Resilience is overplayed these days. Everywhere I turn someone is telling me to bounce back, get the next one, look for the ways to rebound…
First, I’m all for making mistakes, and wallowing in them for a while probably isn’t so bad for us.
Why the hurry to get back to perfect, or pretty, or the way the world tells us we should be?
Bad hops are gonna happen. Turn around and chase down the loose ball–if you’re in the game there’s not a fungo hitter ready to hit you another.
How often do you ask people to come in from outside your immediate organization and watch you work? What could a new set of eyes see about your work that might make you more effective?
Most of us likely will answer, “I don’t know,” to this query because we’ve never asked.
It’s on my list. Who wants to come to practice??
#1 coaching skill?
What do you want to know about the situation your person is in? What’s going on for them and how does that fit in for the team?
A genuine wonder works wonders.
When I was building a short repeat-after-me mantra for my own use, something to remind myself of the who/why/what of myself as a coach, one of the phrases I used was this:
Coaching Is A Partnership of Caring
Coaching is a sacred role. Coaches work to help others realize their possibility and help a group become something greater than the individuals within. It’s not a simple role.
Partnership is a greatly important word. We are partners with others in many ways. We form partnerships with one or multiple people in an effort to be great, to feel support and to create.
The final big word is the key. Caring, to me, means putting someone else, or some external goal or idea “first”. By advantaging the outside goal or the other person we truly help to make them better. We care, and that puts us on their side, even when the caring feels hard or challenging.
I’m proud to be in a partnership with a lot of people who call me Coach. It’s where the magic of this profession lies.
Build better partnerships. Care more or more intentionally, or be sure your partners, your players, know where you stand on this.
Oh yeah, everyone thinks that’s the right thing to do.
Everyone says it’s true.
I’ll get everyone together and we’ll get it done.
Is “everyone” really all of the people? Who’s important, and who is optional to be in the group of everyone?
If you need everyone on board you better be sure that everyone knows what’s happening. And if you don’t need everyone then just ask the people who are crucial.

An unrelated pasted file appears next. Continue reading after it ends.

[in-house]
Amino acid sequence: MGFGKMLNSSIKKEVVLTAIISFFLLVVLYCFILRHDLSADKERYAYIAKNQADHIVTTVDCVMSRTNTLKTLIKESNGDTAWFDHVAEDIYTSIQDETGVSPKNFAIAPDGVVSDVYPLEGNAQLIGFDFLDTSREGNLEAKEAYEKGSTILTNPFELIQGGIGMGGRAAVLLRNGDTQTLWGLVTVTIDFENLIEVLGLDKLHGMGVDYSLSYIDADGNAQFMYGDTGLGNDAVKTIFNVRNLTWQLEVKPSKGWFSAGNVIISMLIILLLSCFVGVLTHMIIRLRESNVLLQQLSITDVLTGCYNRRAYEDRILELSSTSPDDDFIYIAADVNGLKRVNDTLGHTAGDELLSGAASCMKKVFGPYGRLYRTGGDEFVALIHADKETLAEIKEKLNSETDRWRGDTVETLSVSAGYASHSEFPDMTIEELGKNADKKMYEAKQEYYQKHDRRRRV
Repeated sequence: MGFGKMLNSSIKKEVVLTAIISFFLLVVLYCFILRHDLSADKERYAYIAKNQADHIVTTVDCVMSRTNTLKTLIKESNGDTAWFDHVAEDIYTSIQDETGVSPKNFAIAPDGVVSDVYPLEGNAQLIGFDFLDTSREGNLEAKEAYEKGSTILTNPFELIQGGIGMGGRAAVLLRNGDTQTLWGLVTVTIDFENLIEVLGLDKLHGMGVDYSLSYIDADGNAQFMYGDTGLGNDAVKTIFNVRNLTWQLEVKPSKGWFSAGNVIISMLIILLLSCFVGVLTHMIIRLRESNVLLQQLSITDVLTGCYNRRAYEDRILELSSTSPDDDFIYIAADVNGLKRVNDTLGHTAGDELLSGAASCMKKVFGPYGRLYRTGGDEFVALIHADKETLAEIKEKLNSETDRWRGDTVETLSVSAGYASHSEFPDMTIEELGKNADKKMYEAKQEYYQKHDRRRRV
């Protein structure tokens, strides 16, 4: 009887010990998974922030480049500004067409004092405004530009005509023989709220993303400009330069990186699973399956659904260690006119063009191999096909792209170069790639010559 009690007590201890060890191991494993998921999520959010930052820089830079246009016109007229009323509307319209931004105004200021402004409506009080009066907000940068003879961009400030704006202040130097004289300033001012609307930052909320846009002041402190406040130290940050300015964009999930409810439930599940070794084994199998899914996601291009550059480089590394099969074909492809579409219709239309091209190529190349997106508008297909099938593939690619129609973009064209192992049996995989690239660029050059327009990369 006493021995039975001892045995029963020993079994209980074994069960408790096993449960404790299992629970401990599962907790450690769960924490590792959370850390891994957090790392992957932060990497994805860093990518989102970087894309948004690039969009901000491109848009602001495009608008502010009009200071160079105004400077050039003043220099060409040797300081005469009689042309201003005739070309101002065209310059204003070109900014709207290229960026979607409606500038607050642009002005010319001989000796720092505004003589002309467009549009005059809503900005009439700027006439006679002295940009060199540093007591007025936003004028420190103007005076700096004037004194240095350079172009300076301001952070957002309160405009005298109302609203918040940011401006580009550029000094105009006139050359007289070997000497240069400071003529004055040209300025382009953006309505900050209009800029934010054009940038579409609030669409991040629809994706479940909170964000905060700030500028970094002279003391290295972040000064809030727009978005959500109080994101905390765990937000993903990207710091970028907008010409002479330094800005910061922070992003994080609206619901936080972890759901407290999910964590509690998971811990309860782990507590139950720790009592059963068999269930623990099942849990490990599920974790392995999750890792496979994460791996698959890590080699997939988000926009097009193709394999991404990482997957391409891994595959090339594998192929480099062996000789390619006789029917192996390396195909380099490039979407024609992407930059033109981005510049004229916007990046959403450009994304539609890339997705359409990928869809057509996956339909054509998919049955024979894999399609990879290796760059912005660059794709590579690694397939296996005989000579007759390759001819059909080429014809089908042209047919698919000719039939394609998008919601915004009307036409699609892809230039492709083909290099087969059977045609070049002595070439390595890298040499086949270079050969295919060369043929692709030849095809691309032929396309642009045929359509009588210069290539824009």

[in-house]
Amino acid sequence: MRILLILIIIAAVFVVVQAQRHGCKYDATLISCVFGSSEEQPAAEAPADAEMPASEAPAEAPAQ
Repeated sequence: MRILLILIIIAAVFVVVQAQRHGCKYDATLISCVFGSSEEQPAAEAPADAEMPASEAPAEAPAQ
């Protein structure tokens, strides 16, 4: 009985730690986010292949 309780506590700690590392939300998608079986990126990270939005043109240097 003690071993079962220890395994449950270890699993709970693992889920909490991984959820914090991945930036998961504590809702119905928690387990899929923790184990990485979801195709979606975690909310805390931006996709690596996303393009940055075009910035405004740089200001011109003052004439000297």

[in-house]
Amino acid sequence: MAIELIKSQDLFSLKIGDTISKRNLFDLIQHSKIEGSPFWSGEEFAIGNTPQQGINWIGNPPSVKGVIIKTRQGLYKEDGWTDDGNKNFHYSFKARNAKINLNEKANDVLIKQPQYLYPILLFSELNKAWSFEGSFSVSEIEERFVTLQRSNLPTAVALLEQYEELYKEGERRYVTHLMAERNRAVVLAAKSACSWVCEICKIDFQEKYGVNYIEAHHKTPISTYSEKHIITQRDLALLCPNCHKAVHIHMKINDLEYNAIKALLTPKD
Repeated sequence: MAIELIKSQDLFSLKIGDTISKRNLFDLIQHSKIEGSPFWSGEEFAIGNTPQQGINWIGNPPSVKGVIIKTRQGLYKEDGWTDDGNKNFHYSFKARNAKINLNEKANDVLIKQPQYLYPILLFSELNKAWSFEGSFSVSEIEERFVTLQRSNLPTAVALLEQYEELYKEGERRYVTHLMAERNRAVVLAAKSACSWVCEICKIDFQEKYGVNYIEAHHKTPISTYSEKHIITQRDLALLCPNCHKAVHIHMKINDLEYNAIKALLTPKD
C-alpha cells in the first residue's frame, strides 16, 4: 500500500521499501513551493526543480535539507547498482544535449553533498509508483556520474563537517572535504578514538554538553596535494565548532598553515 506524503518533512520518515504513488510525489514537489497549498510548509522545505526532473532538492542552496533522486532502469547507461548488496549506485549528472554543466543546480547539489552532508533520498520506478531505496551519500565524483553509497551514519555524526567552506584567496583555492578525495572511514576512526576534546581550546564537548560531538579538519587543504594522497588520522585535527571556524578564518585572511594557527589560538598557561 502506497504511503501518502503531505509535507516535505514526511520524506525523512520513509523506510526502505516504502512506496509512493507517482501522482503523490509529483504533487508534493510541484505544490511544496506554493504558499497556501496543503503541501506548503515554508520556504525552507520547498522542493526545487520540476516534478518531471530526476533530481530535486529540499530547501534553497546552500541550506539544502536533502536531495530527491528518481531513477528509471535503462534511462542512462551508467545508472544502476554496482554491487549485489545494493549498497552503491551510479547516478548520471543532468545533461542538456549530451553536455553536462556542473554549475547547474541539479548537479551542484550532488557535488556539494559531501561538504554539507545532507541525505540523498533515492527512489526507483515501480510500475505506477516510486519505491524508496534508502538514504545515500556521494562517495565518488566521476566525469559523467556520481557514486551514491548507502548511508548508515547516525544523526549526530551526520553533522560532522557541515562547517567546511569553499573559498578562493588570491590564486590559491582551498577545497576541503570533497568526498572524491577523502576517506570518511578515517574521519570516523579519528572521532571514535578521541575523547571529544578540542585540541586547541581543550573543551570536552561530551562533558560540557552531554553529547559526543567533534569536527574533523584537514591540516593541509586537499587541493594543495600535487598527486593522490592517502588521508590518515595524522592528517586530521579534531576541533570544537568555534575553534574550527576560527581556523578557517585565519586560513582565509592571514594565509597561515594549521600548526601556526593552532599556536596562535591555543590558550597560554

Today I asked a college coach in her 3rd year as a head coach what she thinks departments should do to help first year HCs?
“What do you wish had happened?”, that first year, I asked her.
I wish that it was not optional to have regularly scheduled coaching sessions.
I needed help that I didn’t even know about.
I needed someone to ask me questions and reflect my answers.
I wish I had a chance to ask about the mechanics of running a program.
I needed some lessons on head coaching.
Where were we for that coach and the athletes that didn’t get our best product?
So, there is probably a really good way to do the thing that you need to do. Others have done it before, I’m sure, and you can get a lot from their experience.
You can research the best way to do this thing, you can rely on your own experience or you can ask a friend.
In my experience, I find that relying on my own best practices, for that thing or other similar things I’ve done before, is the best way to get a satisfactory result.
If I think about the way I like to do things, the way the best things have worked out for me, I find that there aren’t really an unlimited way to do things…
So, do something, see how it feels when it’s done, redo it, and go from there.
The best way to practice, is to practice.
What if that was the question we asked?
How can I help other guy?
What does this kid need from me as a coach? What am I going to do to move this situation forward?
We all have a narrative about what’s ok and what’s not, who is “good” and who’s not, but how often do we think about what’s actually best for the other guy? Now.
Of course what’s best for the team might be different. Then the questions change.
Remember that time…? It seems like it was easy, right? You showed up and got it right.
Your successes are likely more complex than you remember them.
You worked hard, you considered options that ended up on the cutting room floor that you don’t even recall now.
Sometimes we think our former selves had it easier, or the competition wasn’t as tough as it actually was, or we were just better then…
Give yourself credit and get to work on the complex concern in front of you now.
Are you one with yourself? Do you know who you are and what you care about?
Can you answer that about your team?
How do you talk about yourself and the relationships you have both to yourself and to those involved?
Do you take time to answer these things on paper?
You’ll find that clarity rolls right out of your pen. Try it.